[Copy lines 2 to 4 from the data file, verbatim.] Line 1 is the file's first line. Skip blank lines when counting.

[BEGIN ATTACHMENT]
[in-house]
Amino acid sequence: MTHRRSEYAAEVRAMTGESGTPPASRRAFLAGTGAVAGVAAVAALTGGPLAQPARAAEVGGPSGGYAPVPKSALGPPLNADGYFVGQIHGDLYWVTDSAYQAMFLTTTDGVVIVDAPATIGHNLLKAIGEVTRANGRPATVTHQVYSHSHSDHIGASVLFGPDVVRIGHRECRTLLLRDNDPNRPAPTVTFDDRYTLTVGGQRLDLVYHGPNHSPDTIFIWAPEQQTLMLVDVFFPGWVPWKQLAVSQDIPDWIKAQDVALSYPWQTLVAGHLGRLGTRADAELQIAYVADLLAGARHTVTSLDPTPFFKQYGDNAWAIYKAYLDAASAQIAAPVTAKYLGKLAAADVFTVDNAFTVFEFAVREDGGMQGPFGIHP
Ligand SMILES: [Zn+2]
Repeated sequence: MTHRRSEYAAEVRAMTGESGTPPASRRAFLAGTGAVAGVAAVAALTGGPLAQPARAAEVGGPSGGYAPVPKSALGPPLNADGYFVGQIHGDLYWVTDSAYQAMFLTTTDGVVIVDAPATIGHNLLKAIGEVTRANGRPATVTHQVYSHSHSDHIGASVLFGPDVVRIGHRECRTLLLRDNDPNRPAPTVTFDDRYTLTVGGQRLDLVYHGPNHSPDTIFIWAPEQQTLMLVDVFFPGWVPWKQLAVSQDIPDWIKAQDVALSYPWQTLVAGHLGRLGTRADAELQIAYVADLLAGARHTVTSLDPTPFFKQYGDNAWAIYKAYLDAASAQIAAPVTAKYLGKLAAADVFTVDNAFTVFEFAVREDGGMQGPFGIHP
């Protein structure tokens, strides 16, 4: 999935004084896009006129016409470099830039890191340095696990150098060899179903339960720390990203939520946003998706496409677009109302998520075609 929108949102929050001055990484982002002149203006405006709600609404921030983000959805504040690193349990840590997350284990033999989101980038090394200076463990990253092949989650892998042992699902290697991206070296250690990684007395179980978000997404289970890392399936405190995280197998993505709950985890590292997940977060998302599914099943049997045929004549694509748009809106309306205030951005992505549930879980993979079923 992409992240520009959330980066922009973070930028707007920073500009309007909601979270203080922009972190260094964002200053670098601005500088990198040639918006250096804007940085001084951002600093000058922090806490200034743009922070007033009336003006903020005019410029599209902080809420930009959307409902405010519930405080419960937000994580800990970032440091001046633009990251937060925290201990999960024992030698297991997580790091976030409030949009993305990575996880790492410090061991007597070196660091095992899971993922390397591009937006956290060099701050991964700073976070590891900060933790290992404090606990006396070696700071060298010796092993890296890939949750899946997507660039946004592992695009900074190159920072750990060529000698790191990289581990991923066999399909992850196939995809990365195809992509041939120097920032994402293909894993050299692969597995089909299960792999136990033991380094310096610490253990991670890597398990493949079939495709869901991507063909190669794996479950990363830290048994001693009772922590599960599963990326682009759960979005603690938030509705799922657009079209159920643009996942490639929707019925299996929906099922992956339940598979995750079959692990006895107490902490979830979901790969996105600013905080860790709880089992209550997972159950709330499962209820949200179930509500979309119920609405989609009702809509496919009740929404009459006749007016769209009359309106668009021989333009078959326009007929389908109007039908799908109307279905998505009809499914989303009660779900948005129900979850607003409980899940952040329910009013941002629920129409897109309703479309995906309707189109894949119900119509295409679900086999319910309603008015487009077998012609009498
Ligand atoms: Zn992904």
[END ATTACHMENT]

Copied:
Amino acid sequence: MTHRRSEYAAEVRAMTGESGTPPASRRAFLAGTGAVAGVAAVAALTGGPLAQPARAAEVGGPSGGYAPVPKSALGPPLNADGYFVGQIHGDLYWVTDSAYQAMFLTTTDGVVIVDAPATIGHNLLKAIGEVTRANGRPATVTHQVYSHSHSDHIGASVLFGPDVVRIGHRECRTLLLRDNDPNRPAPTVTFDDRYTLTVGGQRLDLVYHGPNHSPDTIFIWAPEQQTLMLVDVFFPGWVPWKQLAVSQDIPDWIKAQDVALSYPWQTLVAGHLGRLGTRADAELQIAYVADLLAGARHTVTSLDPTPFFKQYGDNAWAIYKAYLDAASAQIAAPVTAKYLGKLAAADVFTVDNAFTVFEFAVREDGGMQGPFGIHP
Ligand SMILES: [Zn+2]
Repeated sequence: MTHRRSEYAAEVRAMTGESGTPPASRRAFLAGTGAVAGVAAVAALTGGPLAQPARAAEVGGPSGGYAPVPKSALGPPLNADGYFVGQIHGDLYWVTDSAYQAMFLTTTDGVVIVDAPATIGHNLLKAIGEVTRANGRPATVTHQVYSHSHSDHIGASVLFGPDVVRIGHRECRTLLLRDNDPNRPAPTVTFDDRYTLTVGGQRLDLVYHGPNHSPDTIFIWAPEQQTLMLVDVFFPGWVPWKQLAVSQDIPDWIKAQDVALSYPWQTLVAGHLGRLGTRADAELQIAYVADLLAGARHTVTSLDPTPFFKQYGDNAWAIYKAYLDAASAQIAAPVTAKYLGKLAAADVFTVDNAFTVFEFAVREDGGMQGPFGIHP